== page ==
TWIN FALLS — St. Luke's recently announced how vaccine appointments for the next priority group filled up in a matter of minutes and now must wait for the next batch of doses to begin scheduling more residents to continue administering the vaccine.
IMPORTANT: All appointments for #COVID19vaccine at @StLukesHealth are now gone as of right now. We will add more appointments as we get more vaccine allocated to us. Please check back another time. Thank you. https://t.co/YAw9yTIfv7— Anita Kissée (@StLukesAnita) February 1, 2021
Although St. Luke's does receive their own batch of vaccines, like other clinics, they also rely on their local health district to issue a certain number of vaccines depending on the demand.
Dr. Scott Milner, the Senior Director of Pharmacy for St. Luke's, said, "Every week, we're communicating what our capacity is, and we're competing to some degree to say, hey, I can do 2,000 or whatever the number might be. Then that district office will say, here's how much we're going to give you or allocate you."
When a provider runs out of doses, they have to report back to the health district. In doing so, the district has to consider multiple factors for its next round of distribution, such as a county's population, supply, demand, and availability in that area.
Public Information Officer For South Central Public Health District, Brianna Bodily, said, "How much we provided to that provider in the last shipment versus another provider. How many vaccine doses have they been able to give away. We're not going to give 500 doses to somebody who has a stockpile that haven't been able to use them yet. But we might give a bunch of new doses to a facility or agency that has run completely out of vaccines."
The Health District must keep tabs on how many residents each region or clinic can vaccinate to try and accomplish herd immunity effectively. Since St. Luke's Magic Valley is a central hub for many residents and can reach large numbers of people, the health district will have to prioritize them to receive more vaccines than a small clinic in a rural community.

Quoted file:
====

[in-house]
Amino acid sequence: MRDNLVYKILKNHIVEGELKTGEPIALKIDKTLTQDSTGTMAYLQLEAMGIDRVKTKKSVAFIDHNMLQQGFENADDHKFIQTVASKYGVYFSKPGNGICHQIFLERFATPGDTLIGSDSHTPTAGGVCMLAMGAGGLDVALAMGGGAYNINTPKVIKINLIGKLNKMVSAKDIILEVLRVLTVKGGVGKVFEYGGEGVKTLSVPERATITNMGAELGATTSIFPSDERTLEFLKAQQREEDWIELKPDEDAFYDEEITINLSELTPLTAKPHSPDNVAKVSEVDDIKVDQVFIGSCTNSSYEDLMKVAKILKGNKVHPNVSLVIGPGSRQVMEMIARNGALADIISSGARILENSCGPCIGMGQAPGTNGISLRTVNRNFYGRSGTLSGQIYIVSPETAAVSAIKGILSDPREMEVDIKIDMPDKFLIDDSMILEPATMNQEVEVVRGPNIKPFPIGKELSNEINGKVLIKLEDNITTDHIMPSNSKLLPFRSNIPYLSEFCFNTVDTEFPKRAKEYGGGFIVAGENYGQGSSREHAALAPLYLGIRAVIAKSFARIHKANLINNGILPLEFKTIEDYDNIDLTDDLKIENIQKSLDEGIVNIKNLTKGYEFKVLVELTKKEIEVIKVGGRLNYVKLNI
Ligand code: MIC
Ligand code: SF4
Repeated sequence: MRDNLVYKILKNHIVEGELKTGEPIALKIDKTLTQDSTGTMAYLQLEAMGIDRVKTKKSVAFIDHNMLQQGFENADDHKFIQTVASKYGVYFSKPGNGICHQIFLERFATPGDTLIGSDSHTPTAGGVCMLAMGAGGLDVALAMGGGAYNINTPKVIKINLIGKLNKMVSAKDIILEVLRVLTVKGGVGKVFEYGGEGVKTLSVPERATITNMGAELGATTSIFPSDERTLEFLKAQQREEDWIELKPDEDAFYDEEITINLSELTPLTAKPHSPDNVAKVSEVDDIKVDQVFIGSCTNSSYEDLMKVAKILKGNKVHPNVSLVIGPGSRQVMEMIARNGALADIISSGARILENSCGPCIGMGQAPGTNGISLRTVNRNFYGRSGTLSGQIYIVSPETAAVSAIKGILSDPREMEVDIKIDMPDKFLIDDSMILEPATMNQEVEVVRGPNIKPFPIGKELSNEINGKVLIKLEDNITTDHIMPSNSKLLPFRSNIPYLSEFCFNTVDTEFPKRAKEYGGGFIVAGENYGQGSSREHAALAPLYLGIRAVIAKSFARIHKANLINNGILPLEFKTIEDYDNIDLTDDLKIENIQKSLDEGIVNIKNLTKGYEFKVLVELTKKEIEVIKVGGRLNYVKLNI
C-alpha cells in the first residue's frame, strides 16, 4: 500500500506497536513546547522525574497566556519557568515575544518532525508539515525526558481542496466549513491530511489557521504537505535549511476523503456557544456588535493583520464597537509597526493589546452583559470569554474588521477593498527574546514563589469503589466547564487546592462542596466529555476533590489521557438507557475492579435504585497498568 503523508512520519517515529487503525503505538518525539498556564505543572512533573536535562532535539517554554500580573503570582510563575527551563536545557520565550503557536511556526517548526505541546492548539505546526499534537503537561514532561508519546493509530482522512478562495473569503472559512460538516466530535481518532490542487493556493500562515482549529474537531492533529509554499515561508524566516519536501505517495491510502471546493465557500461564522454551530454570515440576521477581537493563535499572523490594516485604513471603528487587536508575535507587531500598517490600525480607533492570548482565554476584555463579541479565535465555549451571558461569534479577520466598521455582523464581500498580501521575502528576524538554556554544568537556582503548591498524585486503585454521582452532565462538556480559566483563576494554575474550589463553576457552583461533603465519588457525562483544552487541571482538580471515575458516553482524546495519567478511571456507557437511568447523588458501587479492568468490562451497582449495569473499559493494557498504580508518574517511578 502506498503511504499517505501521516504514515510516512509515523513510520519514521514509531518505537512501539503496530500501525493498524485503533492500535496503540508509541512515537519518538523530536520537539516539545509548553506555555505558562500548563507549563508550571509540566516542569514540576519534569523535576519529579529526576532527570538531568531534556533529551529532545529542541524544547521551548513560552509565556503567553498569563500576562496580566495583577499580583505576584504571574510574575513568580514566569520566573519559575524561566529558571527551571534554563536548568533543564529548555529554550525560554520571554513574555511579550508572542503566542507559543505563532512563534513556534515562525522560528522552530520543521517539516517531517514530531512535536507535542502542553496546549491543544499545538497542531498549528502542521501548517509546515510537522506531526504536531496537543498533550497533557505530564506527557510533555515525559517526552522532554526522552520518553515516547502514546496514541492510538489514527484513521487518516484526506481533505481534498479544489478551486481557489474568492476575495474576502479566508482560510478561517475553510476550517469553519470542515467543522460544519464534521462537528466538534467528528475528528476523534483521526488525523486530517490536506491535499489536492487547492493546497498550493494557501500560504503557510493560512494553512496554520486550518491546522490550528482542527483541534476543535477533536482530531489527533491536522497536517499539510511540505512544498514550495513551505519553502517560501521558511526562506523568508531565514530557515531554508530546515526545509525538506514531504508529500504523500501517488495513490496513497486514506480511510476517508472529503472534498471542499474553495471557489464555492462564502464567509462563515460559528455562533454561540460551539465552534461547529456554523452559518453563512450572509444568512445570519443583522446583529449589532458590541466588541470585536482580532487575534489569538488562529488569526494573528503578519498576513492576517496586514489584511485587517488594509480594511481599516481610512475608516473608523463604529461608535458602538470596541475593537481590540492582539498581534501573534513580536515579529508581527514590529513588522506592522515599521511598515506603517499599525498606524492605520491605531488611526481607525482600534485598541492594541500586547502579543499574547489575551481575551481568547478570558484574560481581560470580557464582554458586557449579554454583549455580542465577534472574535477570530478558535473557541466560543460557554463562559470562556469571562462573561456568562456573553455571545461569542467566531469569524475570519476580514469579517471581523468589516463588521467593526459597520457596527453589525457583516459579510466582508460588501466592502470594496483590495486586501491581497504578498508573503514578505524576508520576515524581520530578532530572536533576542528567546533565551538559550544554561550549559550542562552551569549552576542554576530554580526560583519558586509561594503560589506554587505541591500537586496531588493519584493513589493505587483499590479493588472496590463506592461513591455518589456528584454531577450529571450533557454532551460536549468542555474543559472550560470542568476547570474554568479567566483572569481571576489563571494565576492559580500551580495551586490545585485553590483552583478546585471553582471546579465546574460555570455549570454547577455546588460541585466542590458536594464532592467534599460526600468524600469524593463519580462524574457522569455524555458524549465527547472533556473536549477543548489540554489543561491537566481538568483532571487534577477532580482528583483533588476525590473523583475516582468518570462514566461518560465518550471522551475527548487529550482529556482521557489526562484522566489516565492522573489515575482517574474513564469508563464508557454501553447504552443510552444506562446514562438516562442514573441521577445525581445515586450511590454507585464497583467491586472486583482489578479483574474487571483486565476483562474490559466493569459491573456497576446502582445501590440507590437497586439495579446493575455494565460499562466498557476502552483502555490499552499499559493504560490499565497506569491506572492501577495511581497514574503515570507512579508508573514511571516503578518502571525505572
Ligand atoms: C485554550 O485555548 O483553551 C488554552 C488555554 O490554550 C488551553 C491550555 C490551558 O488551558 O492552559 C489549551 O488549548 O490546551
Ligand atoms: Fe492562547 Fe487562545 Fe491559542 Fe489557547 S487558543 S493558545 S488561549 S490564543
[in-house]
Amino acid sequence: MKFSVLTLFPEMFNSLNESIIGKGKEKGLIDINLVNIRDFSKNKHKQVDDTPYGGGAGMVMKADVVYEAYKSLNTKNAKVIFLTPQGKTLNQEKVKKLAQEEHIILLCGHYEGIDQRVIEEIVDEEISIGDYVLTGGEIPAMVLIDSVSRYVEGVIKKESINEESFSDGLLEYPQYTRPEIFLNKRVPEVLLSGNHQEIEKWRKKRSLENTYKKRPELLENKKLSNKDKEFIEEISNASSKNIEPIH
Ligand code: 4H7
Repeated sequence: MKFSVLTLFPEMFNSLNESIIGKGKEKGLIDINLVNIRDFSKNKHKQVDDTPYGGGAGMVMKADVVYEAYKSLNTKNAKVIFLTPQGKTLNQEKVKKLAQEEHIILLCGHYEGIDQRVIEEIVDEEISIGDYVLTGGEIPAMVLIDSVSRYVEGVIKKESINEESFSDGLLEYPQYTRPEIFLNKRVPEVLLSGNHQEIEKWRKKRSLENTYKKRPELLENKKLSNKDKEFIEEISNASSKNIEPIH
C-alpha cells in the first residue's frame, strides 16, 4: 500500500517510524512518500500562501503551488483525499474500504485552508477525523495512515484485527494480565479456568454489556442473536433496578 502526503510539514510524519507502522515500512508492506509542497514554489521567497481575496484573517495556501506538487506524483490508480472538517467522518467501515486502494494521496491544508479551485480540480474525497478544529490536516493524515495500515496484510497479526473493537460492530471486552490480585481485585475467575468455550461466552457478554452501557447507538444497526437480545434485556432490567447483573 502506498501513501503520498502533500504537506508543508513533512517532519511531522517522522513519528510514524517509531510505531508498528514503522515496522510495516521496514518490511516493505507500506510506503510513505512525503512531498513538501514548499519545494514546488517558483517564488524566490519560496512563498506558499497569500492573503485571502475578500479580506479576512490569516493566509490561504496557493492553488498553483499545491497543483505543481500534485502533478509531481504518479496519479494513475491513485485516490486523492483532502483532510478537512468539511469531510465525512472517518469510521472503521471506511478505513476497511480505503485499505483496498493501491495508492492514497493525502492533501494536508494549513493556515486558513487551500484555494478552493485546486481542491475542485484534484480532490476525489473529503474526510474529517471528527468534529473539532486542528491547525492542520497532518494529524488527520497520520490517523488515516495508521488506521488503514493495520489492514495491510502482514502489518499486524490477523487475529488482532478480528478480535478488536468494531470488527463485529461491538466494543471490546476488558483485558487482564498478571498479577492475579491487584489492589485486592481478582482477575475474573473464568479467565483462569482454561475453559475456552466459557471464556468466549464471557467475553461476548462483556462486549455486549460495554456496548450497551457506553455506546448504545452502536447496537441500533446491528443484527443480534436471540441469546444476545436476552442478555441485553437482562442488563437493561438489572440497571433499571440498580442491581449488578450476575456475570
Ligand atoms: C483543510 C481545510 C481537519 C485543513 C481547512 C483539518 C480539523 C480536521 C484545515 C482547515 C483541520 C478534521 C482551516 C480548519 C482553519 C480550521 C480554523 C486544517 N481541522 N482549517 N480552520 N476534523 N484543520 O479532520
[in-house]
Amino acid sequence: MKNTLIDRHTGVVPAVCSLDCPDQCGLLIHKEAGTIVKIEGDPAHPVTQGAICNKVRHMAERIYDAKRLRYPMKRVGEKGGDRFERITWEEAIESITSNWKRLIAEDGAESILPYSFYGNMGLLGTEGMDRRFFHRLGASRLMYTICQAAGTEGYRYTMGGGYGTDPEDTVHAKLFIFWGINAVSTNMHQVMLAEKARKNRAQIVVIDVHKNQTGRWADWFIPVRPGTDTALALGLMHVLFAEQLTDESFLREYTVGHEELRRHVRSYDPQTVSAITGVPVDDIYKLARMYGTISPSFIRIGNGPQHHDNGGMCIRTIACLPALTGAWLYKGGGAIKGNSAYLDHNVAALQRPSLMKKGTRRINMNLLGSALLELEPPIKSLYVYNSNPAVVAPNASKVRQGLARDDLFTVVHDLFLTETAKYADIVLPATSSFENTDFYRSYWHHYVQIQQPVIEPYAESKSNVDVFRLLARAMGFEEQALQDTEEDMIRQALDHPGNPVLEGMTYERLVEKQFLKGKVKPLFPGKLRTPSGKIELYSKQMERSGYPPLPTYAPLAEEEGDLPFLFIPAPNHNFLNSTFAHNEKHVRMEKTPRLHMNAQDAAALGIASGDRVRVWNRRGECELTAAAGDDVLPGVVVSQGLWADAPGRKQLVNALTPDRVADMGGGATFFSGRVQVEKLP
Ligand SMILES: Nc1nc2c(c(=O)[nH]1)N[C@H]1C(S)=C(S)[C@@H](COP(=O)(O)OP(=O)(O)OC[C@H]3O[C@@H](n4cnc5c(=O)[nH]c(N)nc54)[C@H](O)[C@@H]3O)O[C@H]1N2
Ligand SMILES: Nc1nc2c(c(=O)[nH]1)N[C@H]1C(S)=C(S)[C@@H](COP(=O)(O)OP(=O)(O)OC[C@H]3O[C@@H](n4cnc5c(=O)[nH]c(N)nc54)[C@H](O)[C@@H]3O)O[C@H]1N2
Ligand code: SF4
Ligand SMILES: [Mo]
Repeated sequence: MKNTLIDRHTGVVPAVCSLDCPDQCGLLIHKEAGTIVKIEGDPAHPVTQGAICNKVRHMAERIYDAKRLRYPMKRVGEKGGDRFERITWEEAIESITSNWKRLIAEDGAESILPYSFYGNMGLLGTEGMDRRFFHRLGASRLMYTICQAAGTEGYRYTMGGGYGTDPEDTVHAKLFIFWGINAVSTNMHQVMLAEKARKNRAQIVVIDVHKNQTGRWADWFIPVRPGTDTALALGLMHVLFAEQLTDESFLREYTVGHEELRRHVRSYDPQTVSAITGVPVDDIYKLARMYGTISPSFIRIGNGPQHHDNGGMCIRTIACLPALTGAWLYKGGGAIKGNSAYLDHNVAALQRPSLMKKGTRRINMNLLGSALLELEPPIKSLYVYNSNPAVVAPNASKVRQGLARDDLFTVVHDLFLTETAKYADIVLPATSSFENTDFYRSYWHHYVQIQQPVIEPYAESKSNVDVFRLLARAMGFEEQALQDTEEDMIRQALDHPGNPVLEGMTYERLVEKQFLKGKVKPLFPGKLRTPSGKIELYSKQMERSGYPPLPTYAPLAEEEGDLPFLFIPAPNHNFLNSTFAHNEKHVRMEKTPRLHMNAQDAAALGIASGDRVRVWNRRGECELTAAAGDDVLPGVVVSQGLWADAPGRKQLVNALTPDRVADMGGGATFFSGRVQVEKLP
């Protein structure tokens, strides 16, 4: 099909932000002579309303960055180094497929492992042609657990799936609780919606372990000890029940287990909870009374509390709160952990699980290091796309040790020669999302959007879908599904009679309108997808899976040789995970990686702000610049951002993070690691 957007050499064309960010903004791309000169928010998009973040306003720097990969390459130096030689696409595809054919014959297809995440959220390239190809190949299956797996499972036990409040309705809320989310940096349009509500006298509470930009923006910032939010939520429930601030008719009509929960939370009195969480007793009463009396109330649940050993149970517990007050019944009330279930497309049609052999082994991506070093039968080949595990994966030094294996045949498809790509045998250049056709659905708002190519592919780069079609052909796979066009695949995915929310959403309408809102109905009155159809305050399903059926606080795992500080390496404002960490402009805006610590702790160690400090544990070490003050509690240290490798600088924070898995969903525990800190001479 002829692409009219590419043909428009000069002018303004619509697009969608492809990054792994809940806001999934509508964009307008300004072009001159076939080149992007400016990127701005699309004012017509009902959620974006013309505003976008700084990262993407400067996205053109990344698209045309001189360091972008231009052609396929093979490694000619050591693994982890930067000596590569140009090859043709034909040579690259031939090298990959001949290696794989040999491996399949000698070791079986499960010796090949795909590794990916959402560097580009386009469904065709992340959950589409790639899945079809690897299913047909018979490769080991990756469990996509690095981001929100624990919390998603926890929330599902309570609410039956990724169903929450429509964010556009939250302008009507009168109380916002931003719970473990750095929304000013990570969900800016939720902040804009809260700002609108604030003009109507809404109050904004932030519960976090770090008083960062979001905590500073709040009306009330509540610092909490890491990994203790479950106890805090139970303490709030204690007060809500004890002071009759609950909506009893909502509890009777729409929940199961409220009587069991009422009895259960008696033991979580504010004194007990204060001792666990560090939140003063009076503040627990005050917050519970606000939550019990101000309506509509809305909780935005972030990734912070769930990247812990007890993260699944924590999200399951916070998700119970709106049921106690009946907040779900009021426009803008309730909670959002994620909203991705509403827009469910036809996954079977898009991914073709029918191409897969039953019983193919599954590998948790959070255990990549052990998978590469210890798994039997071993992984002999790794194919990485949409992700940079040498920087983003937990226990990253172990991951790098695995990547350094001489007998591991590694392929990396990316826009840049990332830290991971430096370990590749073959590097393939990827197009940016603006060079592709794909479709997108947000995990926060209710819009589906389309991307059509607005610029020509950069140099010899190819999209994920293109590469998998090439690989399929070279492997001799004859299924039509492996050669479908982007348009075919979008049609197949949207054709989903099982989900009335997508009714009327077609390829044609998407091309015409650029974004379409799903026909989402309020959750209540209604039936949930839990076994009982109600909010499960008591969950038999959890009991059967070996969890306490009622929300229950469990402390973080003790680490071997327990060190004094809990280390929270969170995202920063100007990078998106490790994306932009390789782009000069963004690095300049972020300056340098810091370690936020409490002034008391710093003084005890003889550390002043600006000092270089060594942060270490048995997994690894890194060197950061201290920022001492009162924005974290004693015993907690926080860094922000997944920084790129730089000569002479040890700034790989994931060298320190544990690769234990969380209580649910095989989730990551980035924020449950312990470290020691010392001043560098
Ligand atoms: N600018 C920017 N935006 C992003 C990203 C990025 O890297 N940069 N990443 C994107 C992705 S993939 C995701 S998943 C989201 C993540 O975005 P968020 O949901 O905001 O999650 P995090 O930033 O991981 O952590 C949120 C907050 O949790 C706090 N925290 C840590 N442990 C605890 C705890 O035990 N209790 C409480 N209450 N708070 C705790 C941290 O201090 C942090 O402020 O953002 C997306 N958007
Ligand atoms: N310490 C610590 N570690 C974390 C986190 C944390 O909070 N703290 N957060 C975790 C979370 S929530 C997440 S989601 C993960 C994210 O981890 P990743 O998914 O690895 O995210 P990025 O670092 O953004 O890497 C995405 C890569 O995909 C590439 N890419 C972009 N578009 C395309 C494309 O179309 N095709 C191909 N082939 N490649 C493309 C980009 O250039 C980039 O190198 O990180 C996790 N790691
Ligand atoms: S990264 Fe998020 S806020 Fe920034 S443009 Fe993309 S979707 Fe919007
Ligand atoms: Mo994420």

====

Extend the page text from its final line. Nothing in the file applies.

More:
"We're trying to get vaccines to as many people as possible and do it in a fair way. Which means that a clinic that provides care for 500 people will get access to more vaccines than a clinic that provides care for 50 people," said Bodily.
In the grand scheme of things, it is still very early in the vaccination process, and yes, supply is limited, but the best thing to do is remain patient. For residents who may think there are vaccines to spare, at this moment, it would require a set of extraordinary circumstances to do so.
Bodily said, "The only situation I can think of is if there was some sort of technical problem or if a facility's entire staff got sick. So suddenly, they weren't able to use what they were planning to use. That's the only way that I can think of a facility not being able to use their vaccine at this point in time."
The South Central Public Health District is still set to receive vaccines weekly, and officials expect its next batch of 2,600 doses to arrive this Wednesday.